Homes are not always easy to sell, especially if the market is down, and you will not have the flexibility of changing your location as renters do. On average, the overall costs of buying and owning over a long period of time is much more than that of renting a home.
Buyers pay for more than the mortgage interests and taxes overtime. They pay for repairs and maintenance, home insurance, other applicable insurance, like flood or earthquake and utility. To think that buying is a stable, onetime expense is a grave misconception that can bleed finances horribly.
These added costs make it painfully obvious what the true cost of ownership, stability and community are. Most people who do not have the time and money to cover all the bases of buying are much better off renting and investing the difference in a retirement account.
The only real and tangible benefit of home ownership is in equity, if the property value increases overtime and you make a significant profit. This is a high-risk situation, which is why buying is mostly suitable for those who are more committed to the property rather than its monetary value.
Buying is either for investors who know how to turn a profit, through renting or flipping, or for people who are looking to settle in a place they want to call home.
Unfortunately, buying is also increasingly becoming out of reach for renters today. Between 2016 and 2019, there was a 15 percent increase in American renters who believed renting is more affordable for them than buying.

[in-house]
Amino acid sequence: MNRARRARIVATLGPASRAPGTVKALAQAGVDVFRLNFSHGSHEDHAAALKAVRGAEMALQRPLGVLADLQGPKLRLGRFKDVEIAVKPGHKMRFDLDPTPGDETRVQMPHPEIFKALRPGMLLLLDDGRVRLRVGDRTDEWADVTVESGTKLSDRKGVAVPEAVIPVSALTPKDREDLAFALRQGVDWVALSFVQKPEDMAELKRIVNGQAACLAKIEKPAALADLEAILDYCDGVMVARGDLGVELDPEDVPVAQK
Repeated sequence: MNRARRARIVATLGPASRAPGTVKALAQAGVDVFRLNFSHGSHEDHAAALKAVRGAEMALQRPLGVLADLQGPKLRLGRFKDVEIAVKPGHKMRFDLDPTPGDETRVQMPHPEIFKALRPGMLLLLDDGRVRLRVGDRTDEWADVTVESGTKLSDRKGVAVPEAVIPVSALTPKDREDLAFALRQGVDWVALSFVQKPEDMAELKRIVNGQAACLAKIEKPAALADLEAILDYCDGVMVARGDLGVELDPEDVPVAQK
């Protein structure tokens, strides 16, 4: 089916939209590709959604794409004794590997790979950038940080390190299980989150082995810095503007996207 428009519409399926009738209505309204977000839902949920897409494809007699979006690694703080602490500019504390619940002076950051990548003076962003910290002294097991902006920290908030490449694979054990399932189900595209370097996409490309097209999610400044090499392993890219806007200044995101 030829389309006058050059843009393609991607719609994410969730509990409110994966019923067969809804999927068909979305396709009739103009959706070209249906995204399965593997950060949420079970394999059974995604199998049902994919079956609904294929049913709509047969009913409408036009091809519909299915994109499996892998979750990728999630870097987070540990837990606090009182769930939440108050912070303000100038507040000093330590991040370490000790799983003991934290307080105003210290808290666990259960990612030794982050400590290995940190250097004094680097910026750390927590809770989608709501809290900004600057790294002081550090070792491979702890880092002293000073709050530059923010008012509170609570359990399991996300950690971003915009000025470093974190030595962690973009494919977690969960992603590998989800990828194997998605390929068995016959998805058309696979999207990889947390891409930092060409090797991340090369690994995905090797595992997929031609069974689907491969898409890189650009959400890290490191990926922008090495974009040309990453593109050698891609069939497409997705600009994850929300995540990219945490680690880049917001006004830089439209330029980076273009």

- Pride of ownership and a sense of community and stability.
- Eliminates the cost of housing once the home is paid for.
- If the value rises, you break even or make a profit on the overall expenses.
- Pay more in taxes, interests and insurance.
- Opportunity cost of buying.
- Time and money spent on repairs and maintenance.
- Little flexibility in budget or lifestyle.
- If the value declines, you lose money on expenses.
- High risk.
Renting vs. buying is not always about money and it can depend on your choice of lifestyle as well. When money is involved, there is always risk and the risk of buying is much more than the risk of renting, which is why there is a major difference in the rewards as well.
Renting has no significant reward apart from flexibility, whereas buying can be a good long-term investment. The problem is that a home is a purchase and not an investment, so thinking that you are investing in buying a home is not the best approach.
In truth, the cost of buying is significantly higher than renting and if you plan on buying then be aware of all the time and money you will be investing over a period of time. Even with all the risks, people may choose to buy simply for reasons like raising children or building a family home.
Sometimes renting can be much smarter than buying and vice versa. It all depends on a number of factors and instead of arguing about renting vs. buying, you should study the factors before you make a decision that is right for you.
If you want to learn more about renting vs. buying and real estate, please visit the OktoHub website.
Oktohub is the first ever on-demand real estate assistance program that helps you build a network of trusted and reliable real estate professionals around you. You will never have to trade your time for money again and still grow your business without passing up clients.